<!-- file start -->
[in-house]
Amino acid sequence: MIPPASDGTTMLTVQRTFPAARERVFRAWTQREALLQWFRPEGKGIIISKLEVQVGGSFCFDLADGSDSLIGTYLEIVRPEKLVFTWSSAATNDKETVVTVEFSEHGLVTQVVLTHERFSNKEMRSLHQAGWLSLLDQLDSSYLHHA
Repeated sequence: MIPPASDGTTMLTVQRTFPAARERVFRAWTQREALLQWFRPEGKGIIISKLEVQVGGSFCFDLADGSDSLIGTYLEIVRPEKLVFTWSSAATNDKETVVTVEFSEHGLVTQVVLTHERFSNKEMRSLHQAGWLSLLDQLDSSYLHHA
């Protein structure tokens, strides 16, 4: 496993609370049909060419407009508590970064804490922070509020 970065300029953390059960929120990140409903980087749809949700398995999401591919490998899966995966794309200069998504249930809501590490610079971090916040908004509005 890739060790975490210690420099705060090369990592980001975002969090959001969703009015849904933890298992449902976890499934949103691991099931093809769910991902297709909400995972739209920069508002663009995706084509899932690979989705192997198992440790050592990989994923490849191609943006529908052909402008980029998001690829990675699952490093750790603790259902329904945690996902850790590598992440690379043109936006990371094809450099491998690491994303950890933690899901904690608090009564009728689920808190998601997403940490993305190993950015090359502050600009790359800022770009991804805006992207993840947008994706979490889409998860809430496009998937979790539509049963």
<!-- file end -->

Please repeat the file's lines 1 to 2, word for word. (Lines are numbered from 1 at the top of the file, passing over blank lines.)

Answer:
[in-house]
Amino acid sequence: MIPPASDGTTMLTVQRTFPAARERVFRAWTQREALLQWFRPEGKGIIISKLEVQVGGSFCFDLADGSDSLIGTYLEIVRPEKLVFTWSSAATNDKETVVTVEFSEHGLVTQVVLTHERFSNKEMRSLHQAGWLSLLDQLDSSYLHHA